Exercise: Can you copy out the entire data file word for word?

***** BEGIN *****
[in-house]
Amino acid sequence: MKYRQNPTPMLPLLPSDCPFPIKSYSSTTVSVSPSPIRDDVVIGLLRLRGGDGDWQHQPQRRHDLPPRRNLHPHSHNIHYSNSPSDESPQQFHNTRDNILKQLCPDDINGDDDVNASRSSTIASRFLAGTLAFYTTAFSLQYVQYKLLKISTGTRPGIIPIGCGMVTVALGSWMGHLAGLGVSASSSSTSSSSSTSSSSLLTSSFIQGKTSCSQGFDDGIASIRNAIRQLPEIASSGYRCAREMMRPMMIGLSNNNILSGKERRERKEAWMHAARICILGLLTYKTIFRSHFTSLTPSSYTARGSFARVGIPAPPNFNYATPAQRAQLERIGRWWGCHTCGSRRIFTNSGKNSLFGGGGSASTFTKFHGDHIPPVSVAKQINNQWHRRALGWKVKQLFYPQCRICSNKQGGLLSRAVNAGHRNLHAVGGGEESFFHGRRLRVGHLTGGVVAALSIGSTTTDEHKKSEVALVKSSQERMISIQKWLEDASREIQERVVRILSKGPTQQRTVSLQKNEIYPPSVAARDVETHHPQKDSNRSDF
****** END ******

[in-house]
Amino acid sequence: MKYRQNPTPMLPLLPSDCPFPIKSYSSTTVSVSPSPIRDDVVIGLLRLRGGDGDWQHQPQRRHDLPPRRNLHPHSHNIHYSNSPSDESPQQFHNTRDNILKQLCPDDINGDDDVNASRSSTIASRFLAGTLAFYTTAFSLQYVQYKLLKISTGTRPGIIPIGCGMVTVALGSWMGHLAGLGVSASSSSTSSSSSTSSSSLLTSSFIQGKTSCSQGFDDGIASIRNAIRQLPEIASSGYRCAREMMRPMMIGLSNNNILSGKERRERKEAWMHAARICILGLLTYKTIFRSHFTSLTPSSYTARGSFARVGIPAPPNFNYATPAQRAQLERIGRWWGCHTCGSRRIFTNSGKNSLFGGGGSASTFTKFHGDHIPPVSVAKQINNQWHRRALGWKVKQLFYPQCRICSNKQGGLLSRAVNAGHRNLHAVGGGEESFFHGRRLRVGHLTGGVVAALSIGSTTTDEHKKSEVALVKSSQERMISIQKWLEDASREIQERVVRILSKGPTQQRTVSLQKNEIYPPSVAARDVETHHPQKDSNRSDF